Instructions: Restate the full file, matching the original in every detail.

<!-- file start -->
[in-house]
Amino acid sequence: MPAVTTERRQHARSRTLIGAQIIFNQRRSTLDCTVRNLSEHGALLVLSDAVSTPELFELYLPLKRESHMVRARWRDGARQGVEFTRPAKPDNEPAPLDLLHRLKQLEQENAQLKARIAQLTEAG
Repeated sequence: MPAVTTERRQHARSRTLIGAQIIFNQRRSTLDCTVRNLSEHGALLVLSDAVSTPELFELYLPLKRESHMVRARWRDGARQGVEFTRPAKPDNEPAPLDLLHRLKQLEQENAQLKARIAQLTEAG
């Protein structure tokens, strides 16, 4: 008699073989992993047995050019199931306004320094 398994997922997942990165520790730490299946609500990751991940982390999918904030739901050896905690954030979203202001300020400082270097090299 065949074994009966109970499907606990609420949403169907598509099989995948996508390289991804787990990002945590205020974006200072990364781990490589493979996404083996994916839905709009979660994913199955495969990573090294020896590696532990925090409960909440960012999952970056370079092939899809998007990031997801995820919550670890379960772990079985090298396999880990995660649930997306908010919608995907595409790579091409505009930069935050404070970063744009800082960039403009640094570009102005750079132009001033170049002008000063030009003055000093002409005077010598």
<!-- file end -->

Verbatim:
[in-house]
Amino acid sequence: MPAVTTERRQHARSRTLIGAQIIFNQRRSTLDCTVRNLSEHGALLVLSDAVSTPELFELYLPLKRESHMVRARWRDGARQGVEFTRPAKPDNEPAPLDLLHRLKQLEQENAQLKARIAQLTEAG
Repeated sequence: MPAVTTERRQHARSRTLIGAQIIFNQRRSTLDCTVRNLSEHGALLVLSDAVSTPELFELYLPLKRESHMVRARWRDGARQGVEFTRPAKPDNEPAPLDLLHRLKQLEQENAQLKARIAQLTEAG
């Protein structure tokens, strides 16, 4: 008699073989992993047995050019199931306004320094 398994997922997942990165520790730490299946609500990751991940982390999918904030739901050896905690954030979203202001300020400082270097090299 065949074994009966109970499907606990609420949403169907598509099989995948996508390289991804787990990002945590205020974006200072990364781990490589493979996404083996994916839905709009979660994913199955495969990573090294020896590696532990925090409960909440960012999952970056370079092939899809998007990031997801995820919550670890379960772990079985090298396999880990995660649930997306908010919608995907595409790579091409505009930069935050404070970063744009800082960039403009640094570009102005750079132009001033170049002008000063030009003055000093002409005077010598």